But, they weren’t. After a whole lot of waiting, we finally know that River Song is Amy and Rory’s daughter, and that her part-Time Lord DNA led to her being utilised as a weapon to kill the Doctor (which led eventually to her imprisonment in the Storm Cage facility). And while SF-savvy viewers will have unpicked Moffat’s complex web of plotting, the fact remains that this is still tremendously ambitious storytelling for a Saturday night family-aimed show, and that Doctor Who is still aiming high in terms of demanding storytelling and narrative twistiness.
(It’ll also be interesting to see exactly where the relationship between the Doctor and River goes from here, and what the ultimate resolution for him is (as we already know for her) – one of the quietest bits of characterisation is the nicely played sense of sadness from River Song when she realises the point in time that she’s reached, and that the period of the Doctor not knowing who she is has come to an end (and it also, in retrospect, makes the flirting between them that’s happened up until now a lot more poignant – River has always known exactly where this was going, and that her relationship with the Doctor was going to completely change once her identity was finally out in the open. Things will be different – but exactly how different?)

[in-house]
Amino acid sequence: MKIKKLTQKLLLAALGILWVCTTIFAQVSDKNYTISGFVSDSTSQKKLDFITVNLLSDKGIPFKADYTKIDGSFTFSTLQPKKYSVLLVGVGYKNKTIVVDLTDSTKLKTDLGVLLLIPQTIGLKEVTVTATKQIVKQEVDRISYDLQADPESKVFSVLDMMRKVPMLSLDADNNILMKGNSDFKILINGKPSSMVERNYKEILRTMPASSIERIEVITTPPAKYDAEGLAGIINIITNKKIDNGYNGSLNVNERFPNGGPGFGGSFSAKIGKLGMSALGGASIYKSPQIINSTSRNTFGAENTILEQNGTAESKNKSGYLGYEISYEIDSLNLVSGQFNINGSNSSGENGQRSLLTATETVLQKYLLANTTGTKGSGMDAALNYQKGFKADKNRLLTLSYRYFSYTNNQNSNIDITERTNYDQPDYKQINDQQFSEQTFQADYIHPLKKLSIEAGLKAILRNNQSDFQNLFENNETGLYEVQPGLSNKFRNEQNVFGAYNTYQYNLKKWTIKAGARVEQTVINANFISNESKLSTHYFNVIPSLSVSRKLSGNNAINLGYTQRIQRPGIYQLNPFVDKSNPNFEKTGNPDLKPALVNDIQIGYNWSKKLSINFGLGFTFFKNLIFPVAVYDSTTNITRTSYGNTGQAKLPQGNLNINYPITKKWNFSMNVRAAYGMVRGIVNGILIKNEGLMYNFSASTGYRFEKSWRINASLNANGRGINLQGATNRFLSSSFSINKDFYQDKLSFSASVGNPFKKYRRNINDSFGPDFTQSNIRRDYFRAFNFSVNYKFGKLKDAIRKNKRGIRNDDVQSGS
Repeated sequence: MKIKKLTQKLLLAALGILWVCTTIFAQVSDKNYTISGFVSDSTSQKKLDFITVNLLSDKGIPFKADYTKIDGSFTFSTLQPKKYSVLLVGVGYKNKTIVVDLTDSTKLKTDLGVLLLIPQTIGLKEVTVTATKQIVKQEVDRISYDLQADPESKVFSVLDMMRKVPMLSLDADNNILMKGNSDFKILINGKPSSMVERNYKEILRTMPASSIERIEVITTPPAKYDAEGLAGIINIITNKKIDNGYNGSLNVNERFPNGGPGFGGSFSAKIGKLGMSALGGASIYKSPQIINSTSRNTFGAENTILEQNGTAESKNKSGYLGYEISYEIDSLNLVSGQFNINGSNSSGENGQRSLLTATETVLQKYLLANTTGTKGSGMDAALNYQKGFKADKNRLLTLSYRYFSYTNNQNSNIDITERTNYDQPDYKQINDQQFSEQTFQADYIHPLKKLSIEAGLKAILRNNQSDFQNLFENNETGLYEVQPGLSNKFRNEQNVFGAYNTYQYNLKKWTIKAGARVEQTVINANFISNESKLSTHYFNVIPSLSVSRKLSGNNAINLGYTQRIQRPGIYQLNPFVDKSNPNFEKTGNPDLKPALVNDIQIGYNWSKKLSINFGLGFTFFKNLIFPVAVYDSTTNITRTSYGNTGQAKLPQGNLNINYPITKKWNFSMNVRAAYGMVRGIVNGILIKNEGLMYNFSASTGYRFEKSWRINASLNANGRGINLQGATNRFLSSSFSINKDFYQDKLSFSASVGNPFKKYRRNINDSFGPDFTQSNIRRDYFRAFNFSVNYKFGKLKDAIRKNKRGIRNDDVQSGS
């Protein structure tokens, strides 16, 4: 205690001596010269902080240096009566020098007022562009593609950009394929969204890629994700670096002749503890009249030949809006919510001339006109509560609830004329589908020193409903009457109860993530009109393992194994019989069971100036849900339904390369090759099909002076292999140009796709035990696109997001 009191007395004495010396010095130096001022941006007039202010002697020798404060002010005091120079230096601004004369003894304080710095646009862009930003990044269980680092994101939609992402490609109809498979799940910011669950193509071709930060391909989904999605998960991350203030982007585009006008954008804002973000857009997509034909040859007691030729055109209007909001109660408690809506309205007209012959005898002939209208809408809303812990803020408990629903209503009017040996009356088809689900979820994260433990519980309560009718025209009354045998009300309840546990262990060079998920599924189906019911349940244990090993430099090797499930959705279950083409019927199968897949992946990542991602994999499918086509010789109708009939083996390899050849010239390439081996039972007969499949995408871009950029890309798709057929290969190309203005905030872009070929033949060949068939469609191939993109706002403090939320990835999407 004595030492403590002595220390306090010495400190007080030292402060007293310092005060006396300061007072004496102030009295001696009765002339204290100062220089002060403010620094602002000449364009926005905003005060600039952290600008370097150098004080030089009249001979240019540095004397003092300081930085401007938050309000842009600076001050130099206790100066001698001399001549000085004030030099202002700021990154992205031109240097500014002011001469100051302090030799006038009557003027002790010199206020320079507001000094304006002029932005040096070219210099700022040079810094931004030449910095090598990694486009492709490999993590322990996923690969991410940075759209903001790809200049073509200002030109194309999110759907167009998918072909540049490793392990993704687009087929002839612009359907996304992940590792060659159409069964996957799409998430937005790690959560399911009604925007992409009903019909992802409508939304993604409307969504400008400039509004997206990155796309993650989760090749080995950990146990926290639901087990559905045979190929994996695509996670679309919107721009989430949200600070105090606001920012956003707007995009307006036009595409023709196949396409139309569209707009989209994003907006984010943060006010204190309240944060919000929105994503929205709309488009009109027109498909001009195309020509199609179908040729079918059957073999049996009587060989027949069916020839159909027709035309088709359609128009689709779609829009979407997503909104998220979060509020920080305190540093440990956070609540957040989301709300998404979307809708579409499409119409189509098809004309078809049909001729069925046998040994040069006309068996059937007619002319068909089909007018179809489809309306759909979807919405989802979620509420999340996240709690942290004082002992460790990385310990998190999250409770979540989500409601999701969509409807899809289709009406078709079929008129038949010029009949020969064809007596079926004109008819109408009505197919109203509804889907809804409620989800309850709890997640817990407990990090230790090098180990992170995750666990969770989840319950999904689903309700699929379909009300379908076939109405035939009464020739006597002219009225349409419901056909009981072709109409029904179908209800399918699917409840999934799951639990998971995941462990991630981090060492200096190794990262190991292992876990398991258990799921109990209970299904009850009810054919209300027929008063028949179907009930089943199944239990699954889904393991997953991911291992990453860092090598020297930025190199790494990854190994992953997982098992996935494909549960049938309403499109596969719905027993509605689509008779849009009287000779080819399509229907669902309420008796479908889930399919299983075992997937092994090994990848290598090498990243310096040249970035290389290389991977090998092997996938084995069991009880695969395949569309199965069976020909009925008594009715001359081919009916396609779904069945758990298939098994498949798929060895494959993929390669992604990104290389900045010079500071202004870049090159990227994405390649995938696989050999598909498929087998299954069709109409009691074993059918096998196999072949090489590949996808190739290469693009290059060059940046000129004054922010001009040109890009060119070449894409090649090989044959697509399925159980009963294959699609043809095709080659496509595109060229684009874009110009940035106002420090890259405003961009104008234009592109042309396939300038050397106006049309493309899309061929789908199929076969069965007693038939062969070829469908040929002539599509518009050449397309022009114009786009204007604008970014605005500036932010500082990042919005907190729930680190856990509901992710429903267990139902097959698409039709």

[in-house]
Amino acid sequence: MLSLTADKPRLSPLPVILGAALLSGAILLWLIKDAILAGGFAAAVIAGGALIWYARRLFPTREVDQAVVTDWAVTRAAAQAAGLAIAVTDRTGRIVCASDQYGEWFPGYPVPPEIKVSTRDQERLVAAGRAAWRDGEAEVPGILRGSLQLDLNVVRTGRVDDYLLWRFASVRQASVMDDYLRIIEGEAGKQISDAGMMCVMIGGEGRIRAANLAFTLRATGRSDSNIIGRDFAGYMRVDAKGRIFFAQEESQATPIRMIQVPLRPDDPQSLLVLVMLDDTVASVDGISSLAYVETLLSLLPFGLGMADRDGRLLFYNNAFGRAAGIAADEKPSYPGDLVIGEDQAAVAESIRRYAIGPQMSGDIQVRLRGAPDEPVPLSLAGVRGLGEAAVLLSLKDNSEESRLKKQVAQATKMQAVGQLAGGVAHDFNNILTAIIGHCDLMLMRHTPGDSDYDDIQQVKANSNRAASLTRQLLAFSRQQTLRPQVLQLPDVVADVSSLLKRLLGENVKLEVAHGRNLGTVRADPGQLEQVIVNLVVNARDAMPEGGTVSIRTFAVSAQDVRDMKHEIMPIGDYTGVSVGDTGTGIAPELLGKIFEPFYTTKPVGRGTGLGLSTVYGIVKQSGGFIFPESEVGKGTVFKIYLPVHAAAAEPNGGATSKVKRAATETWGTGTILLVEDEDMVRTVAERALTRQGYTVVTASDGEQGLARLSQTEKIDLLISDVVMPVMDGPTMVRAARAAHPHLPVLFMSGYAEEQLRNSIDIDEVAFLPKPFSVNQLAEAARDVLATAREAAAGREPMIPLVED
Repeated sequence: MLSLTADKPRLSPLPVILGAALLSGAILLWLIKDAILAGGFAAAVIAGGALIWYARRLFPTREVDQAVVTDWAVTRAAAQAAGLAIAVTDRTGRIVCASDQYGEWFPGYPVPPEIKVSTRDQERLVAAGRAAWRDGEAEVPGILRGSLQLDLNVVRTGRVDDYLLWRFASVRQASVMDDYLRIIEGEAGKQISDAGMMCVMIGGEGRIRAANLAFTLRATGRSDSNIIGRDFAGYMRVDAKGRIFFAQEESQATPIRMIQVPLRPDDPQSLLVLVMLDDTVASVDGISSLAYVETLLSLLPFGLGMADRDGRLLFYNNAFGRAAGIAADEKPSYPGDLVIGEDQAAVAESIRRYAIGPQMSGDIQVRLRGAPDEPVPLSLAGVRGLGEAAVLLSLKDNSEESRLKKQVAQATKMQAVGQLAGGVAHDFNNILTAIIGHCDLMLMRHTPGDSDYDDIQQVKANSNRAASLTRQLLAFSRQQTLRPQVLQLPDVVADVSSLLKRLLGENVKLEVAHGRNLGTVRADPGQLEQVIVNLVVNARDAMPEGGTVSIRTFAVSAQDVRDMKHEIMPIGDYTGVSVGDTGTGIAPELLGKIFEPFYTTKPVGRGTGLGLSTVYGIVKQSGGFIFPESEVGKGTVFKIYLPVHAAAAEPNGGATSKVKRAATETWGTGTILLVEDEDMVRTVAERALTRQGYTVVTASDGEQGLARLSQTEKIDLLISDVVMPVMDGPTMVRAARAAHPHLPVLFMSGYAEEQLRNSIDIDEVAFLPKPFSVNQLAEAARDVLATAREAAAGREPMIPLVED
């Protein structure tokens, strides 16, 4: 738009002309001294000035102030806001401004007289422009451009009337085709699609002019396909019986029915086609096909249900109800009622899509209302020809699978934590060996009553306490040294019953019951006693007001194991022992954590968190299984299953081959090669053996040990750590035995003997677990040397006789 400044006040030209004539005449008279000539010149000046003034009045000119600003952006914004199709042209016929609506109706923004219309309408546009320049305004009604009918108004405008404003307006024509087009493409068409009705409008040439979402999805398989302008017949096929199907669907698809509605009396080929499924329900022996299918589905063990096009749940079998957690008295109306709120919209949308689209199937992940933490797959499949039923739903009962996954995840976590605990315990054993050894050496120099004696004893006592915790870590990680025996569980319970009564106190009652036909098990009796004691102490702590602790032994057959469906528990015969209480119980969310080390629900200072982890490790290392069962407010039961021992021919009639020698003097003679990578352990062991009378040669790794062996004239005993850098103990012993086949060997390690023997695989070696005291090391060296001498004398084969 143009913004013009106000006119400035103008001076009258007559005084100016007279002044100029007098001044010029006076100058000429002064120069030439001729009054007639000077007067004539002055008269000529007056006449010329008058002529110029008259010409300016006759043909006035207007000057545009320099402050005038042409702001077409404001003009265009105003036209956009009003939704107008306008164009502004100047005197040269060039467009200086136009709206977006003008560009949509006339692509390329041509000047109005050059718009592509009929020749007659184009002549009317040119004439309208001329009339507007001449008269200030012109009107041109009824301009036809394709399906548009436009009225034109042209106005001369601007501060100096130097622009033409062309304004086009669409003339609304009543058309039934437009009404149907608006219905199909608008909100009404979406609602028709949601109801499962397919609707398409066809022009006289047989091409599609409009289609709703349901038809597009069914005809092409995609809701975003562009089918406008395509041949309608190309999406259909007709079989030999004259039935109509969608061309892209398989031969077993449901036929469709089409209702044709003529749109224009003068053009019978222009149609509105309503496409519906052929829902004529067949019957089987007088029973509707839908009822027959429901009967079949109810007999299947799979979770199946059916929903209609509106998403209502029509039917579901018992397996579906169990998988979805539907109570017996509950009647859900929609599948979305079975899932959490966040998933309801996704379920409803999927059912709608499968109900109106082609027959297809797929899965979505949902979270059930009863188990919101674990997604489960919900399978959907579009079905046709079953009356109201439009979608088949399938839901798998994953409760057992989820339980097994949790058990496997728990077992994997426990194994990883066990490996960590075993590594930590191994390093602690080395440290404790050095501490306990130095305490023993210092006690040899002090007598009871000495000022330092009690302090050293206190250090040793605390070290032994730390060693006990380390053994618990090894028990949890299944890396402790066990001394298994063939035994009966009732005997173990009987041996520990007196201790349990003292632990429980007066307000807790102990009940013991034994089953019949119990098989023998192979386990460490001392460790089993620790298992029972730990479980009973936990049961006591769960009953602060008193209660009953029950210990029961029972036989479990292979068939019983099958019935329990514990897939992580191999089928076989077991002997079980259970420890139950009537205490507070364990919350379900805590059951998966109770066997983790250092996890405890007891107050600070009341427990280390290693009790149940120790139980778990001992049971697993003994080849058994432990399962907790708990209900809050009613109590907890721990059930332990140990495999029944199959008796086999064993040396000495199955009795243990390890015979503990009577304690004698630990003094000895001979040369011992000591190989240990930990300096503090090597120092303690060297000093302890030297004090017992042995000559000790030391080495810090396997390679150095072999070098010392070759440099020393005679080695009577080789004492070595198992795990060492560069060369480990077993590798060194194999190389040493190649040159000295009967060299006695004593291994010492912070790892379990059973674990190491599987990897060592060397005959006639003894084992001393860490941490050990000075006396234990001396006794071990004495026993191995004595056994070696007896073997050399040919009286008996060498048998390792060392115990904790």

Naturally, of course, there are already people online moaning that the revelation of River’s identity was all rather predictable (simply because, as I’ve said before, moaning comes rather naturally to some Doctor Who fans), but while A Good Man Goes to War wasn’t perfect, it’s given S6 the injection of adrenaline it needed and ended this ‘pod’ of episodes on a serious high. It’s also possibly the most deliberately referential and continuity-crammed episode we’ve had yet (even managing to beat The Impossible Planet/Day of the Moon), and yet did succeed in getting most of the relevant information across in a way that’s still accessible, lively and fun.